So Shah Shuja summoned his blind brother and questioned him on the whereabouts of their father's most famous jewels: was it really true that he knew where they were hidden? Shah Zaman revealed that nine years earlier he had hidden the Fakhraj under a rock in a stream near the Khyber Pass, shortly before being taken prisoner. Later, he had slipped the Koh-i-Nur into a crack in the wall of the fortress cell where he was first seized and bound. A court historian later recorded, "Shah Shuja immediately dispatched a few of his most trustworthy men to find these two gems and advised them that they should leave no stone unturned in their efforts. They found the Koh-i-Nur with a Shinwari sheikh who in his ignorance was using it as a paperweight for his official papers. As for the Fakhraj, they found it with a Talib, a student, who had uncovered it when he went to a stream to wash his clothes. They impounded both gems and brought them back in the king's service."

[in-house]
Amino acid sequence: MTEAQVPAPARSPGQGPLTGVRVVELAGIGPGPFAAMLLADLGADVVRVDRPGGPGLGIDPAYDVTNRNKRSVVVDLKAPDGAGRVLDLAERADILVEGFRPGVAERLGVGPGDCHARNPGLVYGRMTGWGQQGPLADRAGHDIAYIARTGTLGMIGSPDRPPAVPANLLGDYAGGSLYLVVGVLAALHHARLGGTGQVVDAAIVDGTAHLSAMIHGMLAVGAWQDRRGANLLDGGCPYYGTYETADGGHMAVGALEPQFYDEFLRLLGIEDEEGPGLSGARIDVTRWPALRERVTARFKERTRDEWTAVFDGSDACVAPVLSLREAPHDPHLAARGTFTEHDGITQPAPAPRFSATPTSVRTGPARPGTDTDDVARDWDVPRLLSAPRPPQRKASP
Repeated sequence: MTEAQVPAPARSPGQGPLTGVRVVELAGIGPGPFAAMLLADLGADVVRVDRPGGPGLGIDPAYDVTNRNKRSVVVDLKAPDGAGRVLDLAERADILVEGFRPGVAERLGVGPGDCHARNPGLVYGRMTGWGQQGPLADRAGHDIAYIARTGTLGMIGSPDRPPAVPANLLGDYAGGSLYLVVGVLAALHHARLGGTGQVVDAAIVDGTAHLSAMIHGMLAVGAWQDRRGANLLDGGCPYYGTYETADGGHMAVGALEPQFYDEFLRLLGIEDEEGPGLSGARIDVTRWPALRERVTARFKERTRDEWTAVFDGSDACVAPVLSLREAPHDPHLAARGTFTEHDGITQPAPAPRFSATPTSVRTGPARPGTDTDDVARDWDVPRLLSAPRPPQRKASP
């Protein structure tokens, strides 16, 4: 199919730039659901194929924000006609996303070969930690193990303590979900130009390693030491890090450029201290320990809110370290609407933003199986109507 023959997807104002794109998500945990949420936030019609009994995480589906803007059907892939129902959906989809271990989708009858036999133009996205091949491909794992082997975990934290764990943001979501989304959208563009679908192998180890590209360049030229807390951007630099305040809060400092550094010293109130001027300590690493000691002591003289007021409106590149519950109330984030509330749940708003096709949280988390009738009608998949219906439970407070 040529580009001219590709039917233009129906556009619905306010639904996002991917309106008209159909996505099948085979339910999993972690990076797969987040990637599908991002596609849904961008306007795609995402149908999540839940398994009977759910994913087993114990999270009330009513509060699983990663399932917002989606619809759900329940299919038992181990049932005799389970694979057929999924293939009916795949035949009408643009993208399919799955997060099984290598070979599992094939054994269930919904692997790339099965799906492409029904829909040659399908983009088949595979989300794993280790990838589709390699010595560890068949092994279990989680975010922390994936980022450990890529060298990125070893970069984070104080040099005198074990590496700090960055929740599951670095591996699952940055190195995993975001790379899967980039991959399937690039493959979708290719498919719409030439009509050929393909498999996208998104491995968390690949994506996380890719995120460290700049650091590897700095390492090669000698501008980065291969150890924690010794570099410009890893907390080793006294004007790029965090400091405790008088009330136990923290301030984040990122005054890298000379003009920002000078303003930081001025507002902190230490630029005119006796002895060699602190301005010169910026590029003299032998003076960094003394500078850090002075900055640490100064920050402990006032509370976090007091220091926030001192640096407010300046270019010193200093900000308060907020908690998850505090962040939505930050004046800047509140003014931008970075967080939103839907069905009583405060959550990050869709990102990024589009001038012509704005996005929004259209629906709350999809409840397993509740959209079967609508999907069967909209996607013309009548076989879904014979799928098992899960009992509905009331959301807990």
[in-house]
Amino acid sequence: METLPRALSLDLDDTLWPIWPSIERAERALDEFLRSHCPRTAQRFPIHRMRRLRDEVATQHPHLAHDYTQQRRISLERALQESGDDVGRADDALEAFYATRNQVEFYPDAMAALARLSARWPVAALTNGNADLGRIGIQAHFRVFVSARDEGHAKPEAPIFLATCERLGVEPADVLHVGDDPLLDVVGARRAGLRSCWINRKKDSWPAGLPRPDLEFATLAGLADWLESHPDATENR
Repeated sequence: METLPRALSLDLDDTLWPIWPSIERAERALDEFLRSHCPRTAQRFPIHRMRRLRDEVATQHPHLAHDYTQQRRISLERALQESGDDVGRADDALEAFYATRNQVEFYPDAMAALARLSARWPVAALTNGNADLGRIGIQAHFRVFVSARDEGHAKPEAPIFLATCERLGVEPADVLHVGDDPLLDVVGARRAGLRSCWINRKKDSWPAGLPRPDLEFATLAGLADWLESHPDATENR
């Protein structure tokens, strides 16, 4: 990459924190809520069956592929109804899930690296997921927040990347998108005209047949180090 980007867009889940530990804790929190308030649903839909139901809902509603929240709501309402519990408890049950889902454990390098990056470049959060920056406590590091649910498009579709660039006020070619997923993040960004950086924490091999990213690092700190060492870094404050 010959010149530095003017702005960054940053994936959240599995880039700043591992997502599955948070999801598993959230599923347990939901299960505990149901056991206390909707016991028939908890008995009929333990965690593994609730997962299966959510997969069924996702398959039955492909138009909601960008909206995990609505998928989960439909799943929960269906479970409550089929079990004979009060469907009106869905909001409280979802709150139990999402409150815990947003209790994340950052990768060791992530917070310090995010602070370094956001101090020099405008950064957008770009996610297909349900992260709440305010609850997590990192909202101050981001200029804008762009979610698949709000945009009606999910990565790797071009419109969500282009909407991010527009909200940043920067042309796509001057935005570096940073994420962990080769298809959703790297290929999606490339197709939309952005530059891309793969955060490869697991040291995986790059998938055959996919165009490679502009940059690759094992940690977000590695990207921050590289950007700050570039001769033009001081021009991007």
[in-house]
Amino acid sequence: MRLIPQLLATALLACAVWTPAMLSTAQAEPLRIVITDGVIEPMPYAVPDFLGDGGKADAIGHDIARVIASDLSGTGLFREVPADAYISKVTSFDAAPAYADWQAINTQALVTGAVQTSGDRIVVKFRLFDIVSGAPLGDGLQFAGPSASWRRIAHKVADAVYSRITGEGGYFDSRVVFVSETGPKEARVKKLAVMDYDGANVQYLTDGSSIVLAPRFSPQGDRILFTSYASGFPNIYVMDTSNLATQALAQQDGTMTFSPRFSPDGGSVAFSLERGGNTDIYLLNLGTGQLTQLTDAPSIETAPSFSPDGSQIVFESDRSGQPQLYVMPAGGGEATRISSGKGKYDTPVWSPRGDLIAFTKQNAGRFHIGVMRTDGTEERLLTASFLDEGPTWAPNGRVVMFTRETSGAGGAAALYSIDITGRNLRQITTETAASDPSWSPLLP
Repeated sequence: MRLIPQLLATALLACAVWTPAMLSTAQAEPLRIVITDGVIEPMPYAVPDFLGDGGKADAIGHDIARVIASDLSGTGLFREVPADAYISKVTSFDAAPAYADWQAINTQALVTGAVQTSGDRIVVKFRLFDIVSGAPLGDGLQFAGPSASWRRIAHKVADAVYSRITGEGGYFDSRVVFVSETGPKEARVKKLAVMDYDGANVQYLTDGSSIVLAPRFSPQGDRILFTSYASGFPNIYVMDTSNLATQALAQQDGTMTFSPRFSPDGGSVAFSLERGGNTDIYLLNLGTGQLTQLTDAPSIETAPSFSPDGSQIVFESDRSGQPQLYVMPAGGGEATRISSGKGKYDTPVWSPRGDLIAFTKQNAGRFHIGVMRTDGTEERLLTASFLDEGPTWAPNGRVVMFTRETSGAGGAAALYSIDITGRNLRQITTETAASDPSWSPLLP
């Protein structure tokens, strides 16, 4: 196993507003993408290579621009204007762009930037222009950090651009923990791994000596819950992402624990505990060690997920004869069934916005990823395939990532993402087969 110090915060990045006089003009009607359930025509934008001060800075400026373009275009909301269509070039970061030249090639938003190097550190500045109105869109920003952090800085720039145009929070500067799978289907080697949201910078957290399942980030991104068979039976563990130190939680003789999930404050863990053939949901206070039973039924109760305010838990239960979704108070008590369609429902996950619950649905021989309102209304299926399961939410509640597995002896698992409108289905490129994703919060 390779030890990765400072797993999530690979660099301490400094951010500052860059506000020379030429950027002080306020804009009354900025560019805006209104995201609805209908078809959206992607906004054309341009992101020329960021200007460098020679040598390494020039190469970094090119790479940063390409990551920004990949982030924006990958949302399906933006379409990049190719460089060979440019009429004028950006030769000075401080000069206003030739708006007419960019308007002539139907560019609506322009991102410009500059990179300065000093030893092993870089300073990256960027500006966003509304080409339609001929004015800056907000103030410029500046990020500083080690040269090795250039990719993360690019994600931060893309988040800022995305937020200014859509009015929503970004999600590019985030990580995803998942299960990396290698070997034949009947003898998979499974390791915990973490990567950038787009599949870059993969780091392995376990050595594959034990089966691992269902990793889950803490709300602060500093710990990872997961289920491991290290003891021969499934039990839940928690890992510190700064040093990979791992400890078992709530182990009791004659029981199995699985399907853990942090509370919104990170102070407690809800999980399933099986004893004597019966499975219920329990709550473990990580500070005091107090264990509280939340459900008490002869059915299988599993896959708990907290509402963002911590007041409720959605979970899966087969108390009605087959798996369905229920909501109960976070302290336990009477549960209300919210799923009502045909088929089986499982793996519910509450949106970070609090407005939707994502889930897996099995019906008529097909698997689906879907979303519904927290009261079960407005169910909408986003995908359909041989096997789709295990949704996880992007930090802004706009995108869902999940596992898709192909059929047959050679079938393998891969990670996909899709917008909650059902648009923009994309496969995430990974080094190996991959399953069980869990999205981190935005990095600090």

The second piece of news, about the arrival of an embassy from a previously hostile neighbour, was potentially of more practical use to the Shah. At the age of only twenty-four, Shuja was now in the seventh year of his reign. By temperament a reader and a thinker, more interested in poetry and scholarship than in warfare or campaigning, it was his fate to have inherited, while still an adolescent, the far-flung Durrani Empire. That empire, founded by his grandfather Ahmad Shah Abdali, had been built out of the collapse of three other Asian empires: the Uzbeks to the north, the Mughals to the south and to the west the Safavids of Persia. It had originally extended from Nishapur in modern Iran through Afghanistan, Baluchistan, the Punjab and Sindh to Kashmir and the threshold of Mughal Delhi. But now, only thirty years after his grandfather's death, the Durrani Empire was itself already well on its way to disintegration.